Ahead of the 2016 French Open, starting on Sunday May 22, The National's sports writers and editors make their predictions.
Follow us on Twitter @NatSportUAE
Like us on Facebook at facebook.com/TheNationalSport
GRAHAM CAYGILL — DEPUTY SPORTS EDITOR
Winner: Rafael Nadal
A weird choice, given he fell short to both Andy Murray and Novak Djokovic in the past two weeks in Madrid and Rome respectively. But there are signs the Spaniard is beginning to get back towards something nearing his best. He played some great stuff in losing to Djokovic in Rome and there was really not much in it. He will be much stronger then he was when he went out meekly to Djokovic in the last eight, and taking three sets off the nine-times winner at his happiest hunting ground will be a tough task for anyone. With Djokovic not looking at his best, Nadal has a great chance to pick up his 10th Roland Garros crown.
Surprise package: Nick Kyrgios
The Australian still has the odd shouting match with umpires, but generally he appears to be calming down and letting his tennis do the talking. Which is good, as when he is in full flow he can be unplayable. Clay should not be his strongest surface, but he showed in reaching the last eight in Madrid that he can play well on it. If the world No 19 gets a decent draw, and keeps his mind in check, there is no reason why he can’t play well into the second week in Paris.
Disappointment: Tomas Berdych
The Czech is in bad form, has just split with his coach and has won only three matches on clay in the build up to the French Open. None of these are good omens for the world No 8, whose best past result is a semi-final spot in 2010, and do not expect him to do that again this time, or even make it into the second week.
Winner: Simona Halep
The Romanian’s clay season has been a mixed bag, crashing out in Stuttgart in poor fashion, but winning in Madrid. She can be very good on clay, as her run to the 2014 French Open final, and this could be the No 6 seed’s best chance to win a major yet. It is Serena Williams’s weakest surface, Victoria Azarenka is struggling with a back problem, and two-time winner Maria Sharapova, who beat her in that 2014 final, is not there due to her suspension over a failed drugs test. Halep has the game to win, and this is a tremendous opportunity with a weakened opposition.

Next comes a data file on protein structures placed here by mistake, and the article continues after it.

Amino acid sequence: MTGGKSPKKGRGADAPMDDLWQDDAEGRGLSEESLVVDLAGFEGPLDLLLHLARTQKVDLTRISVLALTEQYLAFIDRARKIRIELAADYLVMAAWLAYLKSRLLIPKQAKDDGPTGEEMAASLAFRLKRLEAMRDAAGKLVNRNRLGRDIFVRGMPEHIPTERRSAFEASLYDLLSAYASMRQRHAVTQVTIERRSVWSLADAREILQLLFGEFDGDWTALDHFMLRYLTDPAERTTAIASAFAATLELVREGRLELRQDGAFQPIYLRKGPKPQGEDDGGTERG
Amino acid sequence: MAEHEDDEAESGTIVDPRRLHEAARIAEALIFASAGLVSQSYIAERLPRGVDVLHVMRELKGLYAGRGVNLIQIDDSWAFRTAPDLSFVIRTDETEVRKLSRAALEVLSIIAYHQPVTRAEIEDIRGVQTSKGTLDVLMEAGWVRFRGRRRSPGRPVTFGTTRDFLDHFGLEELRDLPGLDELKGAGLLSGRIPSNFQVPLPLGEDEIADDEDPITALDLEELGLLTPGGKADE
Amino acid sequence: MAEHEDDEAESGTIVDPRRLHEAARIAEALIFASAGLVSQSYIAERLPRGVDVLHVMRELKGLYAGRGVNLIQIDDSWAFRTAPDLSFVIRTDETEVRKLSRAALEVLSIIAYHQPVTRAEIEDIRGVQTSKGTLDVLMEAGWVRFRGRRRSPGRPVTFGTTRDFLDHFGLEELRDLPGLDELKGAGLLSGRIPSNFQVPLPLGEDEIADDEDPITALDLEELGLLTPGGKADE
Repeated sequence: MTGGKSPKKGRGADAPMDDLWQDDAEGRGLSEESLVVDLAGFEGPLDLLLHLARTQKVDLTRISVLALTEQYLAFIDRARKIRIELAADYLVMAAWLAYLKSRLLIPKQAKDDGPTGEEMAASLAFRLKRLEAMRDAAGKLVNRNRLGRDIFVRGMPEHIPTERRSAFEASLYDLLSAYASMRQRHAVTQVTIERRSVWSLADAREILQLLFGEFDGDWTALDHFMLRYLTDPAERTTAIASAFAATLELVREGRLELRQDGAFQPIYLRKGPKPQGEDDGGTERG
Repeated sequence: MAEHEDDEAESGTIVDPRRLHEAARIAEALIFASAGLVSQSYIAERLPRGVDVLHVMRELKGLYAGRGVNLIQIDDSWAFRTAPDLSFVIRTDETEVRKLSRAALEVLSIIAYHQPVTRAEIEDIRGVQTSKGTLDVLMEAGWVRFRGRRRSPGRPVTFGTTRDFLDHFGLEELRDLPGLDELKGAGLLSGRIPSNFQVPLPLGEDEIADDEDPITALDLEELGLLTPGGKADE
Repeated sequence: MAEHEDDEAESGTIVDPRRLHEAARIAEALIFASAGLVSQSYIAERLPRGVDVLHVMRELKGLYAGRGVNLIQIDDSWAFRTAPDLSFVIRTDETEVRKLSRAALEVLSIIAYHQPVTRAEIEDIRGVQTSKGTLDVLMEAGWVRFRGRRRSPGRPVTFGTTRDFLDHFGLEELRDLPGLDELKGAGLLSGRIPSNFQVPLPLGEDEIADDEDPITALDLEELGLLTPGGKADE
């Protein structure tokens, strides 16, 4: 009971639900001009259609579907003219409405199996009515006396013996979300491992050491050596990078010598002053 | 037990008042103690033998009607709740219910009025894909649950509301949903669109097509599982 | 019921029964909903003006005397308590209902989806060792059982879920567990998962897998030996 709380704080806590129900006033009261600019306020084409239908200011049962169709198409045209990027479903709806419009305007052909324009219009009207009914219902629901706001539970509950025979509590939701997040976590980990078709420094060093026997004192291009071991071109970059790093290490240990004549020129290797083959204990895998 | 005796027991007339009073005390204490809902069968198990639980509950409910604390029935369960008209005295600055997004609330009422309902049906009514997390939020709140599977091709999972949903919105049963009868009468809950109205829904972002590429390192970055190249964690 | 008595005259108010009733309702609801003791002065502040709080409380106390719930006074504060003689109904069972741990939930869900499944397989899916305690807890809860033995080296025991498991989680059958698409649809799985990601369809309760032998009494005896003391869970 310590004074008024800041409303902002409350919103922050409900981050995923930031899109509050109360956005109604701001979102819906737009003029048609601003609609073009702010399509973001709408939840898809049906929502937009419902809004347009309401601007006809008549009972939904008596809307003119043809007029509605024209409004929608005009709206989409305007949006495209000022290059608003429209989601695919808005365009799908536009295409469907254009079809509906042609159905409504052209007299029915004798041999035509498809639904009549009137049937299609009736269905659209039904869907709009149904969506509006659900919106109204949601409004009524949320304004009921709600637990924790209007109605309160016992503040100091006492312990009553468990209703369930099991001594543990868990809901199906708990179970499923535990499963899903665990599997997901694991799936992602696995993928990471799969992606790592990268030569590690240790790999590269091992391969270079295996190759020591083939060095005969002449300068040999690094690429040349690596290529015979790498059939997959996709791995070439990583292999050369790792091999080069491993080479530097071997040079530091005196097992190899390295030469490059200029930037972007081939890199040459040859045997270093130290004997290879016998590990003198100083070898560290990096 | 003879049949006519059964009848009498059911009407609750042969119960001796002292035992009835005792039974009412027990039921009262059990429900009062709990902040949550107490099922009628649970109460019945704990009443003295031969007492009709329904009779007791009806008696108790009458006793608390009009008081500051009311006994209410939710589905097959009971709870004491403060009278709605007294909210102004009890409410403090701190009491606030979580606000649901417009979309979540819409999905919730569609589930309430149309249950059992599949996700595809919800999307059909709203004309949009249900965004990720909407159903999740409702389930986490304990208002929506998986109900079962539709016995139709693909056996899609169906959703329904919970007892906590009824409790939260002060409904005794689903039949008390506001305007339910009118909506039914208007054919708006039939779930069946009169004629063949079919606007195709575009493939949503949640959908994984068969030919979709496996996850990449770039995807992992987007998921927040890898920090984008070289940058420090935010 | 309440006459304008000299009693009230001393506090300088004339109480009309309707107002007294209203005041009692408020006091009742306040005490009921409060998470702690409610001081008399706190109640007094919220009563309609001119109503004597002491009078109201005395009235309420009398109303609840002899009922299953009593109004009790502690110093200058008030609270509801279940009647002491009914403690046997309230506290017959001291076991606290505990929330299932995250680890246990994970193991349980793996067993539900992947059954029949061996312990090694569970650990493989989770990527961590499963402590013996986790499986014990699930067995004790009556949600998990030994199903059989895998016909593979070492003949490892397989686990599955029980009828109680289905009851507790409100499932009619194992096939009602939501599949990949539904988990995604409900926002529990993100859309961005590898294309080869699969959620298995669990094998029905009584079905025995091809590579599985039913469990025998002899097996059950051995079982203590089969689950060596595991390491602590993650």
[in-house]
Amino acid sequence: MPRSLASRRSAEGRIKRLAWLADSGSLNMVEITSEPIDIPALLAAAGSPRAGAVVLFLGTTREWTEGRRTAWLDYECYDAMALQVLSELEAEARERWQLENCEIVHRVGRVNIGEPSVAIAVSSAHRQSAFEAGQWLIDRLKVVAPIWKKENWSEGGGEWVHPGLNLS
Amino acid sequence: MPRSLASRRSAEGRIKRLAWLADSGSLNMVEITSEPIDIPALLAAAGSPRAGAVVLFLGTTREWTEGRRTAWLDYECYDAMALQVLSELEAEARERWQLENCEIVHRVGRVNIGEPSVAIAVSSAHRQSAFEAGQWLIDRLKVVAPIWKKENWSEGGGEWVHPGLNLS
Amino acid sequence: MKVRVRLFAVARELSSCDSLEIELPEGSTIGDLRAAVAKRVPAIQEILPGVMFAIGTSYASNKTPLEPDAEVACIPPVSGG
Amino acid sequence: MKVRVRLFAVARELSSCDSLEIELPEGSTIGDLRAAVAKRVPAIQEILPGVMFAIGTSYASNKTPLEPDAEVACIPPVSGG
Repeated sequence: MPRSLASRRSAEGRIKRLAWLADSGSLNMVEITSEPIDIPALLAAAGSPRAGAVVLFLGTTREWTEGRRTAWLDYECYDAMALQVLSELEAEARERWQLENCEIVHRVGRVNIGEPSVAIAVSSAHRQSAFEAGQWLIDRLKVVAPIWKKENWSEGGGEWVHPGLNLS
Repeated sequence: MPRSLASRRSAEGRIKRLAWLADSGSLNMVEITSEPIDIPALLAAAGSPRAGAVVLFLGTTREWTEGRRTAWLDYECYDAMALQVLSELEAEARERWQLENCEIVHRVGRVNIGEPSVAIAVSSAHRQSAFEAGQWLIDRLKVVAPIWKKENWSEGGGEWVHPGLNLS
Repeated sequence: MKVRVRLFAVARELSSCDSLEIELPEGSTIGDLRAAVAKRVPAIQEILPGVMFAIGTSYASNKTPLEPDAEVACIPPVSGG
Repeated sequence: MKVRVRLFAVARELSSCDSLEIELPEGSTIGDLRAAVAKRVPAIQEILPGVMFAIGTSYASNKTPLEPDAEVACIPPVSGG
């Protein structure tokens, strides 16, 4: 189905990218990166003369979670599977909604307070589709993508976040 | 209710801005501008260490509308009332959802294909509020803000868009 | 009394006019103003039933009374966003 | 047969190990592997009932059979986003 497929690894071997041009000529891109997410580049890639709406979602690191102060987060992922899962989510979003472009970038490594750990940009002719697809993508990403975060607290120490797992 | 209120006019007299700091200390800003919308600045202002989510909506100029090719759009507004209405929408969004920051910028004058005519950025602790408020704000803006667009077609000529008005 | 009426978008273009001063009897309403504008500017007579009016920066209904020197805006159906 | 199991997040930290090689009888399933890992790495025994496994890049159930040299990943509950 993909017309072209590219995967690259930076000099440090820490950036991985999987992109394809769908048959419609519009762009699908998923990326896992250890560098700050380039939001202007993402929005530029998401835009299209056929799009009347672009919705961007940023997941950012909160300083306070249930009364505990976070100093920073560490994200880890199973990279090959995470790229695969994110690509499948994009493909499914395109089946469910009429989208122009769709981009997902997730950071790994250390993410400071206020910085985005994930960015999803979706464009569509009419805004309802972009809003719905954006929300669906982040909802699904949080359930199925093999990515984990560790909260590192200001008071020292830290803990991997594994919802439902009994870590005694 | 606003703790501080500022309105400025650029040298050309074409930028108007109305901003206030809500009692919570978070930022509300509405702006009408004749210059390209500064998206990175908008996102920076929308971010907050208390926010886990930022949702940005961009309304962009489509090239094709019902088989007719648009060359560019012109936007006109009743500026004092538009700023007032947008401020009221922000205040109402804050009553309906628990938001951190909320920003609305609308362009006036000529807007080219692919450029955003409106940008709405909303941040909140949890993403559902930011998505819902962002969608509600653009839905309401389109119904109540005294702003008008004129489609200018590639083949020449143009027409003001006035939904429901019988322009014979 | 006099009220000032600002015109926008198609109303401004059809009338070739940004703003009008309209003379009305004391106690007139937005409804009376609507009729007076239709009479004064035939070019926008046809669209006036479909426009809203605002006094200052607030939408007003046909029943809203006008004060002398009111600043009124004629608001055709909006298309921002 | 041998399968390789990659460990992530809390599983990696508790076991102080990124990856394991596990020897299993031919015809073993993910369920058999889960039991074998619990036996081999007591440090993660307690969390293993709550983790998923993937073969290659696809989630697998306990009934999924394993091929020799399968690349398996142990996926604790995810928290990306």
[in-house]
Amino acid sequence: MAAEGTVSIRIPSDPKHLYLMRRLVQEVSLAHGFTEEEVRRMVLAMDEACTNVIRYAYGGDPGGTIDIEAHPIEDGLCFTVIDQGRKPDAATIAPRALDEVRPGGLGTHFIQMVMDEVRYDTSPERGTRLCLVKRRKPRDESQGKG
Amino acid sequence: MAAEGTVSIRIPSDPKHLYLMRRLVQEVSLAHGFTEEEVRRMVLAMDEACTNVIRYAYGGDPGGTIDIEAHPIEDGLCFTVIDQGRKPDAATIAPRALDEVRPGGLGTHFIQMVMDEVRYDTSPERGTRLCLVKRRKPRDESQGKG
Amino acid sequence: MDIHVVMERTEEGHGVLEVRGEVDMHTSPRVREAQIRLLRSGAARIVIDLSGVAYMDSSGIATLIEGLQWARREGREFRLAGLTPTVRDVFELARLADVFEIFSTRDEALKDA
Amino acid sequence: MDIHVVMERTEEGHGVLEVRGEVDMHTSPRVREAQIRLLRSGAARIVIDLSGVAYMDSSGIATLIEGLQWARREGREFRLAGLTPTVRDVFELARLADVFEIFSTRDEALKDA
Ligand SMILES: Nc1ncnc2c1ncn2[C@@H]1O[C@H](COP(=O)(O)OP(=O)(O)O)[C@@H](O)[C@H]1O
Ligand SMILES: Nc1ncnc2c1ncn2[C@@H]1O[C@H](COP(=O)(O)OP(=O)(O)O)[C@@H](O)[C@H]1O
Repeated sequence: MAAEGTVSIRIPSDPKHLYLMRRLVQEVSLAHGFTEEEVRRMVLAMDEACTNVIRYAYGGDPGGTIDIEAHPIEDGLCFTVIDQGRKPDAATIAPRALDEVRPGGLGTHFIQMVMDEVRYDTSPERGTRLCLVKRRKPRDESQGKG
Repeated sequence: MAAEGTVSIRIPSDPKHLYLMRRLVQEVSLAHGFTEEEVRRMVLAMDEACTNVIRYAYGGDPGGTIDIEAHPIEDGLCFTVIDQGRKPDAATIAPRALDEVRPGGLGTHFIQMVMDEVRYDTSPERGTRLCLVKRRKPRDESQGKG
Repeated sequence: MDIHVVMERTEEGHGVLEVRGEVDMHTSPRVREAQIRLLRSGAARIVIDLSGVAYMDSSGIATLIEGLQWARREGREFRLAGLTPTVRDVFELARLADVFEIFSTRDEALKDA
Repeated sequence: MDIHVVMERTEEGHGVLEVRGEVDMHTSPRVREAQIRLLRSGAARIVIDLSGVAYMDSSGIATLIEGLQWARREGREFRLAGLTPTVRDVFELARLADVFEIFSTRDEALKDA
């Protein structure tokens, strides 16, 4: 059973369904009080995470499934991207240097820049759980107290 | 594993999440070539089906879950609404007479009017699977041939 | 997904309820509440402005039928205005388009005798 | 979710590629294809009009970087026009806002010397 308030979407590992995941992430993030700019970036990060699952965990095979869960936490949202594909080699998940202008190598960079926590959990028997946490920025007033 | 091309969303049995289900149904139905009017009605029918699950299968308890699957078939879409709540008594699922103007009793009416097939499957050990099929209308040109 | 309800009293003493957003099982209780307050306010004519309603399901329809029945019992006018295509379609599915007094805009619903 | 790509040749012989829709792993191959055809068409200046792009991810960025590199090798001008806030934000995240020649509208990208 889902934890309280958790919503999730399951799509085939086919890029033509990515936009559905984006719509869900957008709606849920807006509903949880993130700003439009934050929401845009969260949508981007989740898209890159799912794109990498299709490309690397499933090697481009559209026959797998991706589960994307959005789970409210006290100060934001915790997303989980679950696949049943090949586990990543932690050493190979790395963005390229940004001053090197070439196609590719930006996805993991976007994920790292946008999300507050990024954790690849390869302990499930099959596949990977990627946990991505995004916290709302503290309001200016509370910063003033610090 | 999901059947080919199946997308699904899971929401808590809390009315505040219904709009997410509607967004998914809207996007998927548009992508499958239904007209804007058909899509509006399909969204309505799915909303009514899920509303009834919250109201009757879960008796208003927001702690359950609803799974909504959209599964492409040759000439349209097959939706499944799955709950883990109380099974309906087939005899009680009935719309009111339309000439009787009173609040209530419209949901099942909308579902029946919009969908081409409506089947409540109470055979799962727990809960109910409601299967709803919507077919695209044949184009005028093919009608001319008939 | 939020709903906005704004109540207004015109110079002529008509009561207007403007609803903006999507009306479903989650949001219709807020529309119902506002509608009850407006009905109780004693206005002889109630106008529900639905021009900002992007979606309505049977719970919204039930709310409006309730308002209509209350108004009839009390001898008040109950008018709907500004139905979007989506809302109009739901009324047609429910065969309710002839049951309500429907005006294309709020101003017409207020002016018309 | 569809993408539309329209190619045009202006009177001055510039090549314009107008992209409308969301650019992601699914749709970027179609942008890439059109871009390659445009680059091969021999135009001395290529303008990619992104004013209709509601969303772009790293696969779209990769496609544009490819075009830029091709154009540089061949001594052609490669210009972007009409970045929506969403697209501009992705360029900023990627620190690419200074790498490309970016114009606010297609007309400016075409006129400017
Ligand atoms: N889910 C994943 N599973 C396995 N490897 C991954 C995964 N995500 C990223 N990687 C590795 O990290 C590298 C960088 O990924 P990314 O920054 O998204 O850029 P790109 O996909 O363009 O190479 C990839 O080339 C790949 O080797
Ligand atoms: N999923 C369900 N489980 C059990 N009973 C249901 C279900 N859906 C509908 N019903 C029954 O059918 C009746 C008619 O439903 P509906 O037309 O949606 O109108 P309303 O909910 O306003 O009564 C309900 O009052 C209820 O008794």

Surprise package: Johanna Konta
Clay is not the Briton’s finest surface, but the world No 22 showed in her demolition of seventh seed Roberta Vinci in Rome that she can be unplayable if she is on form. Granted having beaten a top 10 player in Rome, she then lost immediately in the next round to unheralded Japanese player Misaki Doi, so the consistency needs work, but there are enough glimpses there to think that with a good draw that Konta can create some headlines in Paris.
Disappointment: Angelique Kerber
This is only because of the increased expectation on the German, due to coming to Paris having won the first grand slam of the year in Australia. A quarter-final in 2012 is as good as she has done previously, and with injury problems too, the world No 3 is unlikely to go deep in the tournament, which may not be a bad thing if it allows her more time to prepare for Wimbledon at the end of June, which should suit her game more than the courts of Roland Garros will.
JON TURNER — ONLINE SPORTS EDITOR
Winner: Andy Murray
Despite traditionally considering clay his weakest surface, Andy Murray is the form player entering Roland Garros following a semi-final appearance in Monte Carlo, a final in Madrid, and most recently — and importantly — the Italian Open title. His straight sets victory over an albeit tired Novak Djokovic in the Rome final was a real statement of intent by the world No 2, and he will be brimming with confidence heading to Paris. He also comfortably defeated the undisputed king of clay, Rafael Nadal, in the Madrid semi-final. The first serve is working a dream at the moment, and the aggression on his groundstrokes from both sides of the court means Murray is rarely not in control of rallies, while his favoured drop shot will be a potent weapon. Murray may never have a better chance to win the French Open.
Surprise package: Dominic Thiem
What a season Dominic Thiem is having so far. The 22-year-old Austrian is up to No 15 in the world following a start to the season that includes two titles, one final, and two semi-final appearances. One of those titles came on clay, the Argentina Open, where he defeated Nadal in the semi-final, while his march to the final of the BMW Open also came on clay. Thiem possesses a big game from the back of the court, particularly his forehand, great speed, and one of the most effective first serves on the tour. Consistency can sometimes be an issue, but Thiem has the ability to produce magic when he is on. As is so often the case, how the draw falls may dictate his tournament, but with a kind route, he can make it all the way to the semi-finals.